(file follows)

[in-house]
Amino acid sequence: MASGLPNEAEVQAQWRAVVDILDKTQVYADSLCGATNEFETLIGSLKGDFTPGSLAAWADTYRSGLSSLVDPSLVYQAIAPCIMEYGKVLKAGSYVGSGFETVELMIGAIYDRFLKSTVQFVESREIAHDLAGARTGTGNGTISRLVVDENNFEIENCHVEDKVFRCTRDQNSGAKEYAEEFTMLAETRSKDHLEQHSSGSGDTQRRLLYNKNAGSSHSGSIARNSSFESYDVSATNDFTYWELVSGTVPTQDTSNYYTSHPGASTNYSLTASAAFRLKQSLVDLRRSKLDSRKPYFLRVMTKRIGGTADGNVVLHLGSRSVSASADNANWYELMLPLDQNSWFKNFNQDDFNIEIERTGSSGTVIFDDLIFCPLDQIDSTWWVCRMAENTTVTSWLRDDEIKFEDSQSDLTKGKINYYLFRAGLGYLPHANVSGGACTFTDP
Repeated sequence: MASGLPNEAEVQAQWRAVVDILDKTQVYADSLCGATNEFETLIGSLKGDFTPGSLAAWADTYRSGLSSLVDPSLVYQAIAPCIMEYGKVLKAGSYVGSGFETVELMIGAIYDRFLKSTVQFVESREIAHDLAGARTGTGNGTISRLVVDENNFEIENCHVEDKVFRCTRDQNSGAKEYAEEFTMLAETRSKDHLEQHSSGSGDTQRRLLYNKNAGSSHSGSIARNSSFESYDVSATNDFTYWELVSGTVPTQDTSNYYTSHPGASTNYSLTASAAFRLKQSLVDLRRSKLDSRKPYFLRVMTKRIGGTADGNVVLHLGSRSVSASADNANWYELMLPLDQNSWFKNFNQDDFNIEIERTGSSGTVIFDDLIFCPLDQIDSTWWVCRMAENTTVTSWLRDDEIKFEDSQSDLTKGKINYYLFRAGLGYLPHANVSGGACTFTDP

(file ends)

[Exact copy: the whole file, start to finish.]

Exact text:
[in-house]
Amino acid sequence: MASGLPNEAEVQAQWRAVVDILDKTQVYADSLCGATNEFETLIGSLKGDFTPGSLAAWADTYRSGLSSLVDPSLVYQAIAPCIMEYGKVLKAGSYVGSGFETVELMIGAIYDRFLKSTVQFVESREIAHDLAGARTGTGNGTISRLVVDENNFEIENCHVEDKVFRCTRDQNSGAKEYAEEFTMLAETRSKDHLEQHSSGSGDTQRRLLYNKNAGSSHSGSIARNSSFESYDVSATNDFTYWELVSGTVPTQDTSNYYTSHPGASTNYSLTASAAFRLKQSLVDLRRSKLDSRKPYFLRVMTKRIGGTADGNVVLHLGSRSVSASADNANWYELMLPLDQNSWFKNFNQDDFNIEIERTGSSGTVIFDDLIFCPLDQIDSTWWVCRMAENTTVTSWLRDDEIKFEDSQSDLTKGKINYYLFRAGLGYLPHANVSGGACTFTDP
Repeated sequence: MASGLPNEAEVQAQWRAVVDILDKTQVYADSLCGATNEFETLIGSLKGDFTPGSLAAWADTYRSGLSSLVDPSLVYQAIAPCIMEYGKVLKAGSYVGSGFETVELMIGAIYDRFLKSTVQFVESREIAHDLAGARTGTGNGTISRLVVDENNFEIENCHVEDKVFRCTRDQNSGAKEYAEEFTMLAETRSKDHLEQHSSGSGDTQRRLLYNKNAGSSHSGSIARNSSFESYDVSATNDFTYWELVSGTVPTQDTSNYYTSHPGASTNYSLTASAAFRLKQSLVDLRRSKLDSRKPYFLRVMTKRIGGTADGNVVLHLGSRSVSASADNANWYELMLPLDQNSWFKNFNQDDFNIEIERTGSSGTVIFDDLIFCPLDQIDSTWWVCRMAENTTVTSWLRDDEIKFEDSQSDLTKGKINYYLFRAGLGYLPHANVSGGACTFTDP